Since writing that original article, however, my routine in terms of pantry staples and additions I include in my diet has changed just a bit, so in this article, I'm going to fill you in on 20 pantry and kitchen items in my protocol that go a bit beyond the basic foundation of my diet, which, again, is still largely nose-to-tail style organ meats, poultry, meat, pork, seafood, shellfish, and bone broth, all of which I then “dress up” with the items below. Finally, should you want to know my “meat sources” for the carnivore stuff, read this article.
20 Dietary & Pantry Staples Currently In My Daily Routine
1. Sea Moss Gel
What it is: Sea moss is a red micro-algae native to the coasts of North America, Europe, and the Caribbean that today is often harvested and protected in pool farms, and is available for consumption in a variety of forms, such as dried, ground, or pills. There's also a gel form, which is a recent discovery of mine, and is made by rehydrating dried sea moss and then blending the strands — with the result a jellylike substance.
Sea moss is one of the most powerful plants and highest mineral-dense superfoods out there, containing 92 out of the 102 minerals that our body needs and sea moss gel retains that mineral content. It's an antibacterial/antiviral that supports a healthy thyroid, improves metabolism, promotes great digestion, eliminates excessive mucus in the body, strengthens the immune system, and increases energy. Sea moss gel is also great to have on hand if you're thinking of starting in on a carnivore diet — which can cause major diarrhea issues — as it bulks up the stool enough to stave off the worst of the initial digestive distress.
How I use it: The gel ain't cheap. So I'm a bit selective with how I use it. It tastes pretty good salted and wrapped in a nori wrap with a bit of fish, and can also provide a creamy, full texture to a smoothie with far fewer calories than, say, coconut milk or yogurt. One interesting use is the Jamaican Irish Moss Drink, also known as a “love potion,” which is made with a blend of non-dairy milk, nutmeg, cinnamon, and vanilla. The full recipe, and other sea moss gel ideas, are here.
Where I get it: The brand I personally use for sea moss gel is “Akasha Superfoods Sea moss gel” (use code BEN10 to save 10%), recommended to me by my friend Drew Canole. It's a good, clean, organic variety that comes in a couple of different styles/flavors. I'll vouch for 'em.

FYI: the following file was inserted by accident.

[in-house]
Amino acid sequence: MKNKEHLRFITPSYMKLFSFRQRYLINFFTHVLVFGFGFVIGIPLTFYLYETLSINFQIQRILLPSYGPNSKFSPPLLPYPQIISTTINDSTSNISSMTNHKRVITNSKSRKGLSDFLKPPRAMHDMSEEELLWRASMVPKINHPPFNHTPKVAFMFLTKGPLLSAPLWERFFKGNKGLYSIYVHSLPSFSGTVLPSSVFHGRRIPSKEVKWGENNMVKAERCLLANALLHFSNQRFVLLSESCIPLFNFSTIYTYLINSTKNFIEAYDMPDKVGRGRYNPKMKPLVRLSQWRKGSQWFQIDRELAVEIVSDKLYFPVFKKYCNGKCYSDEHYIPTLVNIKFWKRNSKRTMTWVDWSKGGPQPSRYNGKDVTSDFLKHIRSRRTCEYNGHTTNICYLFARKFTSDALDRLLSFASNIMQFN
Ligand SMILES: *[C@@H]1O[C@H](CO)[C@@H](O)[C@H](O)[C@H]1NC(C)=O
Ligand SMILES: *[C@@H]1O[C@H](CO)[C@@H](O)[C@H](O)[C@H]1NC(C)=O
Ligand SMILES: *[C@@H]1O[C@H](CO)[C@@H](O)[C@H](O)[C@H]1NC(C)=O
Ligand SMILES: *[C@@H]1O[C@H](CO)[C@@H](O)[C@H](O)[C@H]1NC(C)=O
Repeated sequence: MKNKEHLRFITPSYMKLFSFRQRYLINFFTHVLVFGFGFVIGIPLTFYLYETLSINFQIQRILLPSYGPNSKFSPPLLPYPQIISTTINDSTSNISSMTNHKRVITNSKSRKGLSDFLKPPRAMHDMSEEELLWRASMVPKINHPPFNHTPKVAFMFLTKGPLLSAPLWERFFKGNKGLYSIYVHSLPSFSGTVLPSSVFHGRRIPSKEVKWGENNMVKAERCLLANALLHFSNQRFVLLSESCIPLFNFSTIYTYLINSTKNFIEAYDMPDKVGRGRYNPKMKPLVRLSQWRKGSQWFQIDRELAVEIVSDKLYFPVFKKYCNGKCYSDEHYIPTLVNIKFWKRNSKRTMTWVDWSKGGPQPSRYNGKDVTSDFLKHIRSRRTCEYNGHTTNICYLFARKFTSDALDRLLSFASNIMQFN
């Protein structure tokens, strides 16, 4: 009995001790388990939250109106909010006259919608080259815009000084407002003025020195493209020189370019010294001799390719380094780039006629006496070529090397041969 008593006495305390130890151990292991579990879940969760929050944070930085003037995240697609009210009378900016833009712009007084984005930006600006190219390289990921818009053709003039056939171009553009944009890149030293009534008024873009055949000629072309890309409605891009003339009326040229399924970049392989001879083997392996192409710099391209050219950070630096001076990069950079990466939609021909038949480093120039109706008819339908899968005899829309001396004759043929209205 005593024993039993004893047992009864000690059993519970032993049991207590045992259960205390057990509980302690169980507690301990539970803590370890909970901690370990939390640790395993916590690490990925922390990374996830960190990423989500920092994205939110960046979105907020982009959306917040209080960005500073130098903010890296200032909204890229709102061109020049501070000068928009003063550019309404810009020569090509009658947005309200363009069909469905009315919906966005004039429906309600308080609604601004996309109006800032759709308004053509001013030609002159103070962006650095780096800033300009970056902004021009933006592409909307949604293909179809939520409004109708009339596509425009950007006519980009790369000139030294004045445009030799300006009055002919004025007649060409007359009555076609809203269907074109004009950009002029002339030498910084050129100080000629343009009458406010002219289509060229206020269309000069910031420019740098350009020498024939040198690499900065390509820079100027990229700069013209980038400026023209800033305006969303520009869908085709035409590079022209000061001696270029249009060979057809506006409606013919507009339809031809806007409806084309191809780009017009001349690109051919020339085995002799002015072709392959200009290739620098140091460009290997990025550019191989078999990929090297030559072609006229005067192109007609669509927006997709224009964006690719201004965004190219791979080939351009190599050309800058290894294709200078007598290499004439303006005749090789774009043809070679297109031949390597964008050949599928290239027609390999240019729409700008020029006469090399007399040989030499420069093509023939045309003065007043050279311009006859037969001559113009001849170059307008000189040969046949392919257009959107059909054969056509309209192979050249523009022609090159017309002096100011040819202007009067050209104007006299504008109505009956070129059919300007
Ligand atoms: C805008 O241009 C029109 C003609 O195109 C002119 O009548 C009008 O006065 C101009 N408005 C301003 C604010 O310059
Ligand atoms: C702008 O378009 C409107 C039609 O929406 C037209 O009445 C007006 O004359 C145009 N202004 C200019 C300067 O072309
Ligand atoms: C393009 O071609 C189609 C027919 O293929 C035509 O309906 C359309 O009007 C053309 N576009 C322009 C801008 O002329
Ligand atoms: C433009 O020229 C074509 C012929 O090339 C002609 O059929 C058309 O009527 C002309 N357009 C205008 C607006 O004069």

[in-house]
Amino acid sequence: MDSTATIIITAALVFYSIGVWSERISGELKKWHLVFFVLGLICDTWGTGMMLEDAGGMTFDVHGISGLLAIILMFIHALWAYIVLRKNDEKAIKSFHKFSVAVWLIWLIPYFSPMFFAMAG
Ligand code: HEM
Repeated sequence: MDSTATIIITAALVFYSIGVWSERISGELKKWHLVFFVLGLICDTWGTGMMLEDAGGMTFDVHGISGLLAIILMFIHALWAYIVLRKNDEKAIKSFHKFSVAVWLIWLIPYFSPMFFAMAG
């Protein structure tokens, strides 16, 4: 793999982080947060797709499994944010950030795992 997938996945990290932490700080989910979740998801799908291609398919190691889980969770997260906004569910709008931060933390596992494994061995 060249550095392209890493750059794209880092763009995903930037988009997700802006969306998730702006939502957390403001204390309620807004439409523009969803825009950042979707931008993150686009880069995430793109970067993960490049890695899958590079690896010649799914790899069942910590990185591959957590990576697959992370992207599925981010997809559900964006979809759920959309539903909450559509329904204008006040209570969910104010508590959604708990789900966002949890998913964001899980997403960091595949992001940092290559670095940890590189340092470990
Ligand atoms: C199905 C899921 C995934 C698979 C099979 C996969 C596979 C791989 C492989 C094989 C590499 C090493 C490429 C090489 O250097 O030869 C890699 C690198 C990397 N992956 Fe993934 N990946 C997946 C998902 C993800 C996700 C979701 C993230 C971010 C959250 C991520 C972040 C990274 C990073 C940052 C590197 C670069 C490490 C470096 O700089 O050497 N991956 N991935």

2. Bone Broth
What it is: A South American proverb says, “Good broth will resurrect the dead,” and while that may be something of an overstatement, bone broth is probably the most nourishing liquid food out there. Bone broth is made by simmering the bones and connective tissue of animals and has been used by traditional societies for ages for benefits like healing injuries, fixing gut dysfunction, and building muscle, while adding a natural source of minerals and electrolytes to your diet. Bone broth contains high levels of glycine, a nonessential amino acid that can improve neurological functions by enhancing memory.
Bone broth is also a no-brainer to work in daily —you can drink it, put it in your smoothie, or cook with it—and it's relatively inexpensive. For more on bone broth, check out this article and this podcast episode.
How I use it: I have a cup of bone broth literally every day with lunch, 365 days a year, usually topped off with a host of Dr. Thomas Cowan's Vegetable Powders, such as dandelion, burdock, ashitaba, etc., and a touch of sea salt, black pepper, and turmeric or cayenne pepper. I also often use bone broth as the base for my morning smoothie, and as the primary stock for any soups or stews I make.
Where I get it: Broth from the grocery store—often labeled as “stock”—is prepared using harsh, high temperatures and accelerated cooking techniques, resulting in a watery, non-nutrient-dense, non-gelatin-rich broth. But there are a couple of brands of bone broth that I like and recommend the first is Kettle & Fire Bone Broth and the second is Belcampo Bone Broth (use code GREENFIELD20 to save 20%). Both are made from the bones of organic, grass-fed meat, without preservatives, chemicals, unnatural flavorings, or flavor enhancers.
3. Pumpkin Puree
What it is: Don't save your pumpkin for Thanksgiving. Pumpkin puree, which is quite literally the pureed form of roasted pumpkin, may fight cancer, improve eyesight, boost immunity, and keep your skin looking young. Puree made from the pumpkin fruit (yes, it's a fruit, because it has seeds), is rich in the antioxidants alpha-carotene, beta-carotene, beta-cryptoxanthin, and others, which may protect your cells against damage by free radicals. Pumpkin puree is particularly good for reducing caloric load as it is made up of 94% water, with less than 50 calories in a cup.
How I use it: For a dessert, I'll simply sprinkle a dollop of puree with Ceylon cinnamon, sea salt, and a touch of raw honey. I also like to have a couple of tablespoons on the side of my lunch plate, and toss it in smoothies too (along with that sea moss gel). It's not half bad sprinkled with bee pollen and coconut flakes too.
Where I get it: My favorite pumpkin puree is Farmer's Market Canned Organic. The only ingredient in there is certified organic pumpkin, the cans have a special BPA-free liner, and you can order a 12-pack to stock up.
4. Nori Wraps